Purpose: To evaluate the reliability of measuring CS with uncalibrated iPads.
Methods: Six random iPads with retina display were calibrated with a colorimeter and the correlation between Luminance (L) and pixel level (y) was computed according to an exponential function. The mean and confidence interval (±2SD) obtained from the six iPads were calculated and the bit-stealing technique was applied for expanding y from 256 to 2540 possible values. The L of the optotype was computed for the selected contrast values (logC) represented in log units, using 0.1 log and 0.05 log steps. At each particular y, the contrast was considered reliable when the mean L plus 2SD was less than half the difference of luminance between two consecutive levels of contrast. Differences between the iPads for the Experimental logC were evaluated with the Friedman test.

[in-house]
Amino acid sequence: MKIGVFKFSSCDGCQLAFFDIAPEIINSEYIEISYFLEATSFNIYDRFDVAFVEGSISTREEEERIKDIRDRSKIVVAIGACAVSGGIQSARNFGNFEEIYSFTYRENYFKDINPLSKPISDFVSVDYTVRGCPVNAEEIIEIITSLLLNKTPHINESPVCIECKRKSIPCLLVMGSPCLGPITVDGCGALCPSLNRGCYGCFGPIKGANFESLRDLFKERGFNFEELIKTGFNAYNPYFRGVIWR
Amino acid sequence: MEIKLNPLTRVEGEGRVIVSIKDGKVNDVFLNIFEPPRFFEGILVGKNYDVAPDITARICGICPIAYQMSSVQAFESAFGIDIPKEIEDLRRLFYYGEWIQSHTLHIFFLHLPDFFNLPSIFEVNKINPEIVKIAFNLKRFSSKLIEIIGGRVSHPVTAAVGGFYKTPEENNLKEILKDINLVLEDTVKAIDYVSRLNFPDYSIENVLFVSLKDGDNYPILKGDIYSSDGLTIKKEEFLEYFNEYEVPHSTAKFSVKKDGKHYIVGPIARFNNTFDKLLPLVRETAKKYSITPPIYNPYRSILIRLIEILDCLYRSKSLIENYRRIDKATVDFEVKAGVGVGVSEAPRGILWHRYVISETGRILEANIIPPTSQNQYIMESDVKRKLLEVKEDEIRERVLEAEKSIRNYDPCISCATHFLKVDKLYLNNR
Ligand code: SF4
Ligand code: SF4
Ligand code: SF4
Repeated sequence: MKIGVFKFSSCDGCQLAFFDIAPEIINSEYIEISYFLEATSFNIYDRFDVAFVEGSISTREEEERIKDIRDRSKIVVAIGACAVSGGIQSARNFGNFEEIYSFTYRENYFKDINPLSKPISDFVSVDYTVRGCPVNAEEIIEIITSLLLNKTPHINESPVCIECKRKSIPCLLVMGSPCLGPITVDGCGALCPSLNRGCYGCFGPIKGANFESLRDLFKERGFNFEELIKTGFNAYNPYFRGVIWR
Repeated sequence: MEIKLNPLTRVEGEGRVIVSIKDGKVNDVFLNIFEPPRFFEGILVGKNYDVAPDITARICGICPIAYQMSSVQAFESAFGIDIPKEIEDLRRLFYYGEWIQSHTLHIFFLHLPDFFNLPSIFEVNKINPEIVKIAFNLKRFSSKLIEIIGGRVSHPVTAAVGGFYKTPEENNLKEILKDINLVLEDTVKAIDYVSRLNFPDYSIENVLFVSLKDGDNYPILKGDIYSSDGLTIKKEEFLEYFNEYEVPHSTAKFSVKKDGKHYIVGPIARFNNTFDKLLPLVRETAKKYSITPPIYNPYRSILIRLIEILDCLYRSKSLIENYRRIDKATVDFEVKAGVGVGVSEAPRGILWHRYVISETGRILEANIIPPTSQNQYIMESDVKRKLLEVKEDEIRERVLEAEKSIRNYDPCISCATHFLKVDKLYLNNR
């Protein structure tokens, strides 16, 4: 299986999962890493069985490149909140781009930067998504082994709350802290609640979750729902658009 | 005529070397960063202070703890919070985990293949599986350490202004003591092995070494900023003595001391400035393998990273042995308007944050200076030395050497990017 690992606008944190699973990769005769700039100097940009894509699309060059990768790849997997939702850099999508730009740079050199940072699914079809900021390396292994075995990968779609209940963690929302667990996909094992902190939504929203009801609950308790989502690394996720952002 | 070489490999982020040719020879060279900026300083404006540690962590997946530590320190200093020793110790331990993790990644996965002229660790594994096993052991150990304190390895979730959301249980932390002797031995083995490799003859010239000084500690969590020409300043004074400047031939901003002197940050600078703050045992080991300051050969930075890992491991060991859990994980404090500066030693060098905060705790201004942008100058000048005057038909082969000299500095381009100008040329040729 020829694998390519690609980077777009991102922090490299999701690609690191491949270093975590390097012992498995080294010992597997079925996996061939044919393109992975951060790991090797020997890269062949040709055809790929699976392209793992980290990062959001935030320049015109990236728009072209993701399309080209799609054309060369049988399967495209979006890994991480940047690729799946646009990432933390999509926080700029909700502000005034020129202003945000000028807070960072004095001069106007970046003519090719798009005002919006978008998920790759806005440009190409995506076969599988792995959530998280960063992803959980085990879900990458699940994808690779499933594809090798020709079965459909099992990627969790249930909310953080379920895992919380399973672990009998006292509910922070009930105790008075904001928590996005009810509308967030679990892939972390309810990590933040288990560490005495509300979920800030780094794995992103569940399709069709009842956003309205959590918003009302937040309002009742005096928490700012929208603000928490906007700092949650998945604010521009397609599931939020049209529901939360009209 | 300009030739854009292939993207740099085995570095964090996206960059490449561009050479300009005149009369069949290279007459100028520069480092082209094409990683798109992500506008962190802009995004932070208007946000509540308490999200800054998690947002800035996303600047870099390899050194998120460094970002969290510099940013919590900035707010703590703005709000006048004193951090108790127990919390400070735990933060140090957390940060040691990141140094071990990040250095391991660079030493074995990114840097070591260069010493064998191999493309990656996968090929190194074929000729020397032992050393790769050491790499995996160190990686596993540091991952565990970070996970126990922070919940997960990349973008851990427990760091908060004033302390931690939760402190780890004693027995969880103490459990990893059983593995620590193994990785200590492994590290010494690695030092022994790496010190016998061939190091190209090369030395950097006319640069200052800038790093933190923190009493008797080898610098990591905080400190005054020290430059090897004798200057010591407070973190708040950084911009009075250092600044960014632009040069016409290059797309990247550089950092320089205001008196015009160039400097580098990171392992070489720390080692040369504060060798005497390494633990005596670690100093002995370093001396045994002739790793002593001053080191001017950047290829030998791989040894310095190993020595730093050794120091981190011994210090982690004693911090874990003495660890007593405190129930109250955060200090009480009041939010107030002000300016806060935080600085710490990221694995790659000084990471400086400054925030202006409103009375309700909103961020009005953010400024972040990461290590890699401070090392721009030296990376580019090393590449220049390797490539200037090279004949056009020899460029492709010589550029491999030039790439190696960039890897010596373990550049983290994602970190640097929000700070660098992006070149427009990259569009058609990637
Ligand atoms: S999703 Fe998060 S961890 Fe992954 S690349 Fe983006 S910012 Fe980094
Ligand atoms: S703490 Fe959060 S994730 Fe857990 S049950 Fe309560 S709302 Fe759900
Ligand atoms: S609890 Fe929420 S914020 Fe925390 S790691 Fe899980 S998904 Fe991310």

Results: Luminance properties vary between devices, which were reflected in the computed Experimental logC (p < 0.0005). The contrast was found to be reliable for 0.1 log steps in the range from 0 to -2.2 log. On the other hand, for steps of 0.05 log, the contrast was only reliable for values ranging from 0 to -1.7 log.
Discussion: Both luminance and contrast steps differed between iPads with the same retina display, making it necessary to calibrate each display to achieve accurate luminance and contrast steps of 0.05 log units or less. However, for screening purposes utilizing contrast steps of 0.1 log unit or greater for a validated psychophysical test, calibration is not required to achieve accurate results across the displays described herein.